Bayesian Analysis

Model-based analysis of concept maps

Edward I. George, Yanliu Huang, and Sam K. Hui

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A concept map is a data collection tool developed in psychology and education to obtain information about mental representations of concept associations. This methodology has recently been introduced to marketing to study consumers' brand perceptions (John et al. (2006); Joiner (1998)) and attitudes towards health risk (e.g., Huang (1997)). In conjunction with other more established methods (e.g., Multidimensional scaling), concept maps provide an additional valuable tool for researchers to understand consumers' structural knowledge about different important marketing concepts.

Building on the introduction by John et al. (2006), we propose a descriptive probability model of concept map formation, along with concept map analyses based on parameter estimates. In particular, we demonstrate how to test hypotheses about differences between two groups of maps, and how to aggregate across individual concept maps to form a "consensus map." To demonstrate our methodology, we apply our model to a dataset that uses concept maps to study college students' perceptions of Sexually Transmitted Diseases (STDs), an important topic of growing interest in health marketing (e.g., Hill (1988); LaTour and Pitts (1989); Raghubir and Menon (1998); Treise and Weigold (2001)). Though parsimonious in nature, our model adequately recovers map-level, concept-level, and link-level summary statistics commonly considered by other researchers, yet rarely modeled directly.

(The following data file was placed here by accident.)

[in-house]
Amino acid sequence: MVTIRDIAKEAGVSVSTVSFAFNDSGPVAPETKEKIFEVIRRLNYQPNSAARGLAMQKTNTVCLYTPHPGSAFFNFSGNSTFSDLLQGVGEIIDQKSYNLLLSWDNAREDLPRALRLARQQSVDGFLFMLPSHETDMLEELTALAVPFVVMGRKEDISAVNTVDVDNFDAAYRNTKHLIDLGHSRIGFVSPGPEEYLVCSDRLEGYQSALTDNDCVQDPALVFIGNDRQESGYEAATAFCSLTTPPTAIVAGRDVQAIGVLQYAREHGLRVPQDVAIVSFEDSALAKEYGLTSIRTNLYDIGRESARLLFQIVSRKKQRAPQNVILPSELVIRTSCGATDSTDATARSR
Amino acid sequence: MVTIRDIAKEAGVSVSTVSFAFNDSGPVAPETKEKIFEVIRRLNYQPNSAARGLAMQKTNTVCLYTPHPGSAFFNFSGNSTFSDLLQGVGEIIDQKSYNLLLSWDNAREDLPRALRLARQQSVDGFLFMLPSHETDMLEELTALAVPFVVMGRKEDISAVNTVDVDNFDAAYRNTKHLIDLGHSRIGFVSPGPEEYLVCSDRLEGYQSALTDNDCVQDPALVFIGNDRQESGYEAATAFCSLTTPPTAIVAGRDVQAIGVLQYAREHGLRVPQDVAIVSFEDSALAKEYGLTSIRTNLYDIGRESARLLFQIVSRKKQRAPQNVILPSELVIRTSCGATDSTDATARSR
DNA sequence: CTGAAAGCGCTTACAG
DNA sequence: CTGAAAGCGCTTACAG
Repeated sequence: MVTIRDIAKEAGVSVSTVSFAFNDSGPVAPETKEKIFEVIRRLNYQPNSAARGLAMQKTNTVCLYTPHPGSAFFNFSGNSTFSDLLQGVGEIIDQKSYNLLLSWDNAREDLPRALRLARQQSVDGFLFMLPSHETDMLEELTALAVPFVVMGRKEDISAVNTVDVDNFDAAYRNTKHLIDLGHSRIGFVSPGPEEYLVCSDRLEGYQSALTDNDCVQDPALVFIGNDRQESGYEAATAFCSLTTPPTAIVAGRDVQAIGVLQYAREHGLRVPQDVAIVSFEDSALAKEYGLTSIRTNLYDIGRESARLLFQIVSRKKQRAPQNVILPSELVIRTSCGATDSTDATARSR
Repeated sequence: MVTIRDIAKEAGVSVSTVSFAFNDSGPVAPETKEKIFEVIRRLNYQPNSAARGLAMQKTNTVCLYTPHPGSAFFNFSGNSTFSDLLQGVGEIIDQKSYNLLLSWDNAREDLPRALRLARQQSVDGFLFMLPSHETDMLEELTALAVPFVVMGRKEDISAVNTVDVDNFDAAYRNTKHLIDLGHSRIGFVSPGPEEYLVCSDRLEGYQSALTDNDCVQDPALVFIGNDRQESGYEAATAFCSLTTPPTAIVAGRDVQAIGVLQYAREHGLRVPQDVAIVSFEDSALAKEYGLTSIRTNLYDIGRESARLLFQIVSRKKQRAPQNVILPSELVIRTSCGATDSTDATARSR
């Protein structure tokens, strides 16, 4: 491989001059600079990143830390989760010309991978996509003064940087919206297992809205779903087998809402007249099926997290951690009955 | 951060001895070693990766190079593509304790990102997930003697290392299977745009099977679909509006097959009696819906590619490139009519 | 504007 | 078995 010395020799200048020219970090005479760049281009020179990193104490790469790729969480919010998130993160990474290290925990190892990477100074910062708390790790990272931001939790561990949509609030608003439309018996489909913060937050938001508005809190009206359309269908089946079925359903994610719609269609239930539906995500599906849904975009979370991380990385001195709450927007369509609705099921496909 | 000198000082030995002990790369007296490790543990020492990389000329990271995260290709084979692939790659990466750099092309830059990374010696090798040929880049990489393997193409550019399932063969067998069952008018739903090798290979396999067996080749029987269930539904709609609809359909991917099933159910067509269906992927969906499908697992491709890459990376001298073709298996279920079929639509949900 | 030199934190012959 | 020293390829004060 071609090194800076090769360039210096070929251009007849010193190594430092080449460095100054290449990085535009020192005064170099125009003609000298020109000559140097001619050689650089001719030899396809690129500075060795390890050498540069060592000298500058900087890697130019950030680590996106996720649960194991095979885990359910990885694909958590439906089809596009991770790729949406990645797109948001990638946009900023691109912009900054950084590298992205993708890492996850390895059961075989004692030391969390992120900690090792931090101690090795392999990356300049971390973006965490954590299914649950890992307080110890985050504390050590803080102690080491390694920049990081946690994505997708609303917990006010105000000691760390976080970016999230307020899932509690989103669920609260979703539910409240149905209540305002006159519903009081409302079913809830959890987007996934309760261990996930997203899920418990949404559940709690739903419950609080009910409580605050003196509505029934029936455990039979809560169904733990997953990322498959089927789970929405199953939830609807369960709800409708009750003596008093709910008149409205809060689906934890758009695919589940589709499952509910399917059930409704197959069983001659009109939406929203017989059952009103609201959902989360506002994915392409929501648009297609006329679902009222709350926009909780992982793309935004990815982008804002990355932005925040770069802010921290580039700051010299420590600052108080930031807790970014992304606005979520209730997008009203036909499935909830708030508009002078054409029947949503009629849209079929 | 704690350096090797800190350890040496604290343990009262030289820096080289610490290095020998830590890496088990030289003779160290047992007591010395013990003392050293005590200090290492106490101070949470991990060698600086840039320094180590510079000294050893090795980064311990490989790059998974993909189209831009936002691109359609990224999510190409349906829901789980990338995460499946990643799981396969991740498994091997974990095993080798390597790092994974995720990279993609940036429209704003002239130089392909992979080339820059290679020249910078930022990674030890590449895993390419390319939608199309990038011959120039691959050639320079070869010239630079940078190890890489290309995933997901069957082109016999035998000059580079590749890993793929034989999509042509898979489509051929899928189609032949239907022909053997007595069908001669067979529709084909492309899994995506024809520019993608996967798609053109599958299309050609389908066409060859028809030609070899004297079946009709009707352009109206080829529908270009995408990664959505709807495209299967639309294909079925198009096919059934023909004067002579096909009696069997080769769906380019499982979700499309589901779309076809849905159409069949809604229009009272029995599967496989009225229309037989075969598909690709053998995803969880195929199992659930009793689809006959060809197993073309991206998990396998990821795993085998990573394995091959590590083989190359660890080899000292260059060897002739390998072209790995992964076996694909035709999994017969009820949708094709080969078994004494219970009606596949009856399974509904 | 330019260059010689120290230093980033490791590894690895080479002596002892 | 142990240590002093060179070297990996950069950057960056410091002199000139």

Article information

Bayesian Anal., Volume 3, Number 3 (2008), 479-512.

First available in Project Euclid: 22 June 2012

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Zentralblatt MATH identifier

concept maps network analysis Bayesian hypothesis testing


Hui, Sam K.; Huang, Yanliu; George, Edward I. Model-based analysis of concept maps. Bayesian Anal. 3 (2008), no. 3, 479--512. doi:10.1214/08-BA319.

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